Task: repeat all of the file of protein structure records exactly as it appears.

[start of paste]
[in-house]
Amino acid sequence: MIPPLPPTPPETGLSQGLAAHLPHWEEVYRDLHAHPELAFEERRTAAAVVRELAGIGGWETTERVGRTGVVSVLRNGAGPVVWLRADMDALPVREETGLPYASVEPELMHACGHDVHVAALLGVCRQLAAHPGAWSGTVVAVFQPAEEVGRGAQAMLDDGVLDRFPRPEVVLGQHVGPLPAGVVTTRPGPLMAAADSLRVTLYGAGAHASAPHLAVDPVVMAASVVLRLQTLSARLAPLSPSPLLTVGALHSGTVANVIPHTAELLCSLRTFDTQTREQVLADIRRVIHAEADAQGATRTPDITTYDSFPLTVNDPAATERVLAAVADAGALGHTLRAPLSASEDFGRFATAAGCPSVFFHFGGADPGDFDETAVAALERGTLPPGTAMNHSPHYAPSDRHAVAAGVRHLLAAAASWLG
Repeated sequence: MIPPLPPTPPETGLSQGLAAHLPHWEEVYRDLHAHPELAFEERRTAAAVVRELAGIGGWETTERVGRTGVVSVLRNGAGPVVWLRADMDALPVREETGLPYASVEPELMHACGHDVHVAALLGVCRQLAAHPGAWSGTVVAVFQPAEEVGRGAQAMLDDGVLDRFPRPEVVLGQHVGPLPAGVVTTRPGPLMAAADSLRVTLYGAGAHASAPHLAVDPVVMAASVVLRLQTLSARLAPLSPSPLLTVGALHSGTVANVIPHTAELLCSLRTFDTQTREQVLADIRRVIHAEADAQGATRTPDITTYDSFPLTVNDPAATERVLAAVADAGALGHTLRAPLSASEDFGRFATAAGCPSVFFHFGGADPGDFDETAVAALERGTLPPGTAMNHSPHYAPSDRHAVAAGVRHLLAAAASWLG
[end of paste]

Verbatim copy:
[in-house]
Amino acid sequence: MIPPLPPTPPETGLSQGLAAHLPHWEEVYRDLHAHPELAFEERRTAAAVVRELAGIGGWETTERVGRTGVVSVLRNGAGPVVWLRADMDALPVREETGLPYASVEPELMHACGHDVHVAALLGVCRQLAAHPGAWSGTVVAVFQPAEEVGRGAQAMLDDGVLDRFPRPEVVLGQHVGPLPAGVVTTRPGPLMAAADSLRVTLYGAGAHASAPHLAVDPVVMAASVVLRLQTLSARLAPLSPSPLLTVGALHSGTVANVIPHTAELLCSLRTFDTQTREQVLADIRRVIHAEADAQGATRTPDITTYDSFPLTVNDPAATERVLAAVADAGALGHTLRAPLSASEDFGRFATAAGCPSVFFHFGGADPGDFDETAVAALERGTLPPGTAMNHSPHYAPSDRHAVAAGVRHLLAAAASWLG
Repeated sequence: MIPPLPPTPPETGLSQGLAAHLPHWEEVYRDLHAHPELAFEERRTAAAVVRELAGIGGWETTERVGRTGVVSVLRNGAGPVVWLRADMDALPVREETGLPYASVEPELMHACGHDVHVAALLGVCRQLAAHPGAWSGTVVAVFQPAEEVGRGAQAMLDDGVLDRFPRPEVVLGQHVGPLPAGVVTTRPGPLMAAADSLRVTLYGAGAHASAPHLAVDPVVMAASVVLRLQTLSARLAPLSPSPLLTVGALHSGTVANVIPHTAELLCSLRTFDTQTREQVLADIRRVIHAEADAQGATRTPDITTYDSFPLTVNDPAATERVLAAVADAGALGHTLRAPLSASEDFGRFATAAGCPSVFFHFGGADPGDFDETAVAALERGTLPPGTAMNHSPHYAPSDRHAVAAGVRHLLAAAASWLG